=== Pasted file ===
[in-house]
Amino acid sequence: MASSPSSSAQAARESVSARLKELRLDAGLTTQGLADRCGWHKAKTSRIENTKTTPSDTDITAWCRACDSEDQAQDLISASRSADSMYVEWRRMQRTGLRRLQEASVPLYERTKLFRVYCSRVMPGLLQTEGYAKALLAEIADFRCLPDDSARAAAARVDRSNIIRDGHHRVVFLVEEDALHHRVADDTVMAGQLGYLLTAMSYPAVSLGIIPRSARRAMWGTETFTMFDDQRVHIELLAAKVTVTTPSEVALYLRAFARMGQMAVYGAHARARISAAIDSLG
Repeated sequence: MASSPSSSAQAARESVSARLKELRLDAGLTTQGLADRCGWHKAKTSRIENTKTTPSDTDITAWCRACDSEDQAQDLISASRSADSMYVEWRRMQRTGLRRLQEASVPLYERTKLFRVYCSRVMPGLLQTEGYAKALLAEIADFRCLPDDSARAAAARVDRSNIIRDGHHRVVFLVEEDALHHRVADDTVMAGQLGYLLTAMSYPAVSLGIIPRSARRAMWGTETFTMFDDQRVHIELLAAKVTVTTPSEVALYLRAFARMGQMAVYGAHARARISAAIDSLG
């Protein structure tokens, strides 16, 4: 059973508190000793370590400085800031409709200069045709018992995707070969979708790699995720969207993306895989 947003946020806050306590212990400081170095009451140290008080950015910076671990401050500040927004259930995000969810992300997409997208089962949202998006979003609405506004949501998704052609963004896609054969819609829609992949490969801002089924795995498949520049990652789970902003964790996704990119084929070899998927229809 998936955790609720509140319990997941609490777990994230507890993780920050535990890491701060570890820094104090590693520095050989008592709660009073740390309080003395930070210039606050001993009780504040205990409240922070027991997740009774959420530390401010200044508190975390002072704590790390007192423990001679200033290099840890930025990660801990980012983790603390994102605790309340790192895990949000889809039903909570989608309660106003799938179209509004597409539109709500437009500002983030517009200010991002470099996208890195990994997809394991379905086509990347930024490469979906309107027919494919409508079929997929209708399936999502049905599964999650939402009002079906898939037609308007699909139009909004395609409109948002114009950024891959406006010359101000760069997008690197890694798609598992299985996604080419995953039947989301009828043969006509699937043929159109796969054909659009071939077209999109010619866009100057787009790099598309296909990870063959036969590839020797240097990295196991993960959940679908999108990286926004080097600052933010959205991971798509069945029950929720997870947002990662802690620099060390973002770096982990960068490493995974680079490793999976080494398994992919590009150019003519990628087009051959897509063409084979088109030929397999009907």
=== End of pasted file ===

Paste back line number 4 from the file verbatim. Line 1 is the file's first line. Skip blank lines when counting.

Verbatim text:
């Protein structure tokens, strides 16, 4: 059973508190000793370590400085800031409709200069045709018992995707070969979708790699995720969207993306895989 947003946020806050306590212990400081170095009451140290008080950015910076671990401050500040927004259930995000969810992300997409997208089962949202998006979003609405506004949501998704052609963004896609054969819609829609992949490969801002089924795995498949520049990652789970902003964790996704990119084929070899998927229809 998936955790609720509140319990997941609490777990994230507890993780920050535990890491701060570890820094104090590693520095050989008592709660009073740390309080003395930070210039606050001993009780504040205990409240922070027991997740009774959420530390401010200044508190975390002072704590790390007192423990001679200033290099840890930025990660801990980012983790603390994102605790309340790192895990949000889809039903909570989608309660106003799938179209509004597409539109709500437009500002983030517009200010991002470099996208890195990994997809394991379905086509990347930024490469979906309107027919494919409508079929997929209708399936999502049905599964999650939402009002079906898939037609308007699909139009909004395609409109948002114009950024891959406006010359101000760069997008690197890694798609598992299985996604080419995953039947989301009828043969006509699937043929159109796969054909659009071939077209999109010619866009100057787009790099598309296909990870063959036969590839020797240097990295196991993960959940679908999108990286926004080097600052933010959205991971798509069945029950929720997870947002990662802690620099060390973002770096982990960068490493995974680079490793999976080494398994992919590009150019003519990628087009051959897509063409084979088109030929397999009907």